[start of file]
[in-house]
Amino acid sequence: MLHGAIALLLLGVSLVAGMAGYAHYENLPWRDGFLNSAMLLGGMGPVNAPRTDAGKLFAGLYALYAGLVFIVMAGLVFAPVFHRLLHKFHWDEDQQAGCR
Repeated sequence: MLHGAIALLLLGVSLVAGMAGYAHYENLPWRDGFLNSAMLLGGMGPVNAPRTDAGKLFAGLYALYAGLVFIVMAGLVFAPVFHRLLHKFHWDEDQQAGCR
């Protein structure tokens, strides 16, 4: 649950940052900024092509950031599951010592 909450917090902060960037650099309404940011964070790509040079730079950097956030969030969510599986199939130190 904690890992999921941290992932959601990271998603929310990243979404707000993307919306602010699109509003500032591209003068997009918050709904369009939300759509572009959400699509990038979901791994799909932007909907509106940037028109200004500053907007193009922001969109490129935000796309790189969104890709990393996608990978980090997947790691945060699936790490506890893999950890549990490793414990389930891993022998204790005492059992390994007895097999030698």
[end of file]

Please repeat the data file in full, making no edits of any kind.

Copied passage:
[in-house]
Amino acid sequence: MLHGAIALLLLGVSLVAGMAGYAHYENLPWRDGFLNSAMLLGGMGPVNAPRTDAGKLFAGLYALYAGLVFIVMAGLVFAPVFHRLLHKFHWDEDQQAGCR
Repeated sequence: MLHGAIALLLLGVSLVAGMAGYAHYENLPWRDGFLNSAMLLGGMGPVNAPRTDAGKLFAGLYALYAGLVFIVMAGLVFAPVFHRLLHKFHWDEDQQAGCR
């Protein structure tokens, strides 16, 4: 649950940052900024092509950031599951010592 909450917090902060960037650099309404940011964070790509040079730079950097956030969030969510599986199939130190 904690890992999921941290992932959601990271998603929310990243979404707000993307919306602010699109509003500032591209003068997009918050709904369009939300759509572009959400699509990038979901791994799909932007909907509106940037028109200004500053907007193009922001969109490129935000796309790189969104890709990393996608990978980090997947790691945060699936790490506890893999950890549990490793414990389930891993022998204790005492059992390994007895097999030698």